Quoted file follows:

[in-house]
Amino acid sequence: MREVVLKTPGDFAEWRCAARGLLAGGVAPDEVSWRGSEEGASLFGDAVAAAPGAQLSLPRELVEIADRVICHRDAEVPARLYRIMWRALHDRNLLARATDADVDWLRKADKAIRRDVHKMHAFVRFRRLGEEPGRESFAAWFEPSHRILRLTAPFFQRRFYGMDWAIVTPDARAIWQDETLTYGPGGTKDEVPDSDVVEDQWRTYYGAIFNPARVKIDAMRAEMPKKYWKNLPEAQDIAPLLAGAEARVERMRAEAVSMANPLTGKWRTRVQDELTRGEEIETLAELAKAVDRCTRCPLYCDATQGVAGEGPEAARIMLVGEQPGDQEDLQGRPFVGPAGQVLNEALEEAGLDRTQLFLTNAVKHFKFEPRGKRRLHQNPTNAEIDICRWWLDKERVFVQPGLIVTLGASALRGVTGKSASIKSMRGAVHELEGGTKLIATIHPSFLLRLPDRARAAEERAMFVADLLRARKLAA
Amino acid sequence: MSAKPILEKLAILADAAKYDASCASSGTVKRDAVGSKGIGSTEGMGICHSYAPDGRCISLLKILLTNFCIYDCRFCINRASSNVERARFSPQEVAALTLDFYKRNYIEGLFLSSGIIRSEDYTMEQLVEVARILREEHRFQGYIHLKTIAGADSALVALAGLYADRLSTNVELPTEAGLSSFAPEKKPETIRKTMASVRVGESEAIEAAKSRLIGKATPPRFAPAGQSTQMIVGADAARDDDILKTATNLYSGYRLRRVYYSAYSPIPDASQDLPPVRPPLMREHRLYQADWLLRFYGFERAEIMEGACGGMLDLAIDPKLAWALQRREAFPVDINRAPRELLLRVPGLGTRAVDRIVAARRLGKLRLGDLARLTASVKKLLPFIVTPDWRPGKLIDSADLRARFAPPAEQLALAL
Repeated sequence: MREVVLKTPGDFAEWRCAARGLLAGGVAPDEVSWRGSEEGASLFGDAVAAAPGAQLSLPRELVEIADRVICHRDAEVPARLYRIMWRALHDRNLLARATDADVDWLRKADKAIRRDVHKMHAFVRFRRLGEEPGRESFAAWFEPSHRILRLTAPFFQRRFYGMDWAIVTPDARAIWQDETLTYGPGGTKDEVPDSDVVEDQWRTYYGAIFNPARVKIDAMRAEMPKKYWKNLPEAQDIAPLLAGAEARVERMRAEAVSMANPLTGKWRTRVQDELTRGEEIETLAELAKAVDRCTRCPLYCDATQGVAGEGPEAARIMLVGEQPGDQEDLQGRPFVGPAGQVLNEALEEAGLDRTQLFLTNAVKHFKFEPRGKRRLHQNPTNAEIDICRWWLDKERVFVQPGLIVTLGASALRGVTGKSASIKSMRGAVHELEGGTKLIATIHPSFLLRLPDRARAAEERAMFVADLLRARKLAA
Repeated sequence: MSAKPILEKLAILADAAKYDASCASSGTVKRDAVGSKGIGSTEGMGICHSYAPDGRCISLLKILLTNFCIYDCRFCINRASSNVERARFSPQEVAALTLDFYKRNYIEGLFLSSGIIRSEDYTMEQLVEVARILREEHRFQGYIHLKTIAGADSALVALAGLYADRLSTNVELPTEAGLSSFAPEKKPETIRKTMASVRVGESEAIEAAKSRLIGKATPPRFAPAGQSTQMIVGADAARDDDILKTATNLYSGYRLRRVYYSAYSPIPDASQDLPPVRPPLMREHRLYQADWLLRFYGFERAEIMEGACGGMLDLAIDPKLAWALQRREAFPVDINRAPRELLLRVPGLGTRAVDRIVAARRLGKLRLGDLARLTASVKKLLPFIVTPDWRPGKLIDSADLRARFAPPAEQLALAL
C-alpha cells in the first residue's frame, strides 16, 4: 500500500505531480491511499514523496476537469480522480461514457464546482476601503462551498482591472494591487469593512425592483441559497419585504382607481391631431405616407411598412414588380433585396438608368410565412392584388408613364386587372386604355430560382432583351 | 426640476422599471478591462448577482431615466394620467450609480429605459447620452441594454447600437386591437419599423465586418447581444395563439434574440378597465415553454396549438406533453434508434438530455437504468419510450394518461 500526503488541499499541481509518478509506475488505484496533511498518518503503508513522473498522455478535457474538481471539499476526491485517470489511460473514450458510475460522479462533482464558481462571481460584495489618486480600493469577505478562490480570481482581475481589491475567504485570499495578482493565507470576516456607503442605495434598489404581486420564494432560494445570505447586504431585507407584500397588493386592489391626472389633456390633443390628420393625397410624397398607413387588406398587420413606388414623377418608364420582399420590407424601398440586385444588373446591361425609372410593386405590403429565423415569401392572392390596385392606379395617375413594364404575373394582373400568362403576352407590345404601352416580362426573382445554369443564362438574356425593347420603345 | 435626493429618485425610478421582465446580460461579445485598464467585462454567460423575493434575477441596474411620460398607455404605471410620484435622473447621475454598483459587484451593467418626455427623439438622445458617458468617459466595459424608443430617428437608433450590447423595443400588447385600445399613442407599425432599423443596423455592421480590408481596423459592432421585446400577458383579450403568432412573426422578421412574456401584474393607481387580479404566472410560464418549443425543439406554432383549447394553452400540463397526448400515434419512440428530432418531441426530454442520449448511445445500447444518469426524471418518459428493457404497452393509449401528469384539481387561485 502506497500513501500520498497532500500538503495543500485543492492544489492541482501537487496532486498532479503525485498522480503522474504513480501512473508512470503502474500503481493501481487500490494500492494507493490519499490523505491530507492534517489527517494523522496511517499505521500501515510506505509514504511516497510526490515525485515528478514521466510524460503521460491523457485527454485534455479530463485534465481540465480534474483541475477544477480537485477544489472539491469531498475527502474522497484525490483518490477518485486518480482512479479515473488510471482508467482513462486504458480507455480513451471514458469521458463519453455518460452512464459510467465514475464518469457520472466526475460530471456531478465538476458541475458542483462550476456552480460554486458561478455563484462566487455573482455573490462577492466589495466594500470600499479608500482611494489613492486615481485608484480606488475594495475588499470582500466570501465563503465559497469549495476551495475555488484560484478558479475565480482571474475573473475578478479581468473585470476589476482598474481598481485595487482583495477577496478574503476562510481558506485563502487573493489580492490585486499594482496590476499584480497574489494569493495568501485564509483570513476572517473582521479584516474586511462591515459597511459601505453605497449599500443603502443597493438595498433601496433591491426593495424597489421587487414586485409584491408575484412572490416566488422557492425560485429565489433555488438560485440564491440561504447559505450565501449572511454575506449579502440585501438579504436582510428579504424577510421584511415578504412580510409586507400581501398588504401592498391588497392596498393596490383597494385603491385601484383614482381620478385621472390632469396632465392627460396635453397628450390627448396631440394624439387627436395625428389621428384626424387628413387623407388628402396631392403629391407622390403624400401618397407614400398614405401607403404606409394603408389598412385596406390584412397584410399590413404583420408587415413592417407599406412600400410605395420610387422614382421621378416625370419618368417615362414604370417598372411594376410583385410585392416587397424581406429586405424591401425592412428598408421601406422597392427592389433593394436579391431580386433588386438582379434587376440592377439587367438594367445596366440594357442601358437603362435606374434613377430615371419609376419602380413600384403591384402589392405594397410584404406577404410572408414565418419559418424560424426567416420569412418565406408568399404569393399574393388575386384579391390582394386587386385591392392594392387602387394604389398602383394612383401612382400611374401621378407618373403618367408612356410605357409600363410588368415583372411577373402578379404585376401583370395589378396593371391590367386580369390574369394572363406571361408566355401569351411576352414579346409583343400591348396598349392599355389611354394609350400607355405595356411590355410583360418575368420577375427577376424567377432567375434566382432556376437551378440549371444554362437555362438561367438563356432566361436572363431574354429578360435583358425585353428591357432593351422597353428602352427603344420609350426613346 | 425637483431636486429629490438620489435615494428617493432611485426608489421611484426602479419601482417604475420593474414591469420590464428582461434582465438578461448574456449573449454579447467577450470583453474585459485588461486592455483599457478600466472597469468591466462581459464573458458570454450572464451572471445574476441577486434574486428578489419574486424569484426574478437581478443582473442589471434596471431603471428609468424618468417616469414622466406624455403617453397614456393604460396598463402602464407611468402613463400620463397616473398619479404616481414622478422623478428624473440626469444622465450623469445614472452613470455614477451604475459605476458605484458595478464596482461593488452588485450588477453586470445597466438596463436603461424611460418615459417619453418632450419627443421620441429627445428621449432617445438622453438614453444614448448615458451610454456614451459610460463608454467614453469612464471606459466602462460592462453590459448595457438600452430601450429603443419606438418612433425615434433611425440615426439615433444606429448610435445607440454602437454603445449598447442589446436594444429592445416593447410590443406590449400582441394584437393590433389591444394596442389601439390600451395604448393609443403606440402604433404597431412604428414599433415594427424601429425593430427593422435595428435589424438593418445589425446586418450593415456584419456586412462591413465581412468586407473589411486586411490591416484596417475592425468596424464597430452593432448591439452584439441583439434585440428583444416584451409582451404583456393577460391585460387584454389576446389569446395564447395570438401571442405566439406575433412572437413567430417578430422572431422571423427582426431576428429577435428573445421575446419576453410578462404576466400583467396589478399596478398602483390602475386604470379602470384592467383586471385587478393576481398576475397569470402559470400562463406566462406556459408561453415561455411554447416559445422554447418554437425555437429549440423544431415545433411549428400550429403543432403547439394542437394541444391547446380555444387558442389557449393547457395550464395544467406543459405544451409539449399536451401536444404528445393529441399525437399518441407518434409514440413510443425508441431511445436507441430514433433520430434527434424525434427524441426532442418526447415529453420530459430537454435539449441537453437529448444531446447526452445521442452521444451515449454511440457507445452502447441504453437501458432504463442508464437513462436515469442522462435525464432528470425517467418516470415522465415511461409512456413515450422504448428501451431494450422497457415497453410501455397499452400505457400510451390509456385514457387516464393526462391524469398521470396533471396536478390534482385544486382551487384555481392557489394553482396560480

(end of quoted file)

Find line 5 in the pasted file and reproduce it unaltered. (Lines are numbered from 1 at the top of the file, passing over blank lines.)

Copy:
Repeated sequence: MSAKPILEKLAILADAAKYDASCASSGTVKRDAVGSKGIGSTEGMGICHSYAPDGRCISLLKILLTNFCIYDCRFCINRASSNVERARFSPQEVAALTLDFYKRNYIEGLFLSSGIIRSEDYTMEQLVEVARILREEHRFQGYIHLKTIAGADSALVALAGLYADRLSTNVELPTEAGLSSFAPEKKPETIRKTMASVRVGESEAIEAAKSRLIGKATPPRFAPAGQSTQMIVGADAARDDDILKTATNLYSGYRLRRVYYSAYSPIPDASQDLPPVRPPLMREHRLYQADWLLRFYGFERAEIMEGACGGMLDLAIDPKLAWALQRREAFPVDINRAPRELLLRVPGLGTRAVDRIVAARRLGKLRLGDLARLTASVKKLLPFIVTPDWRPGKLIDSADLRARFAPPAEQLALAL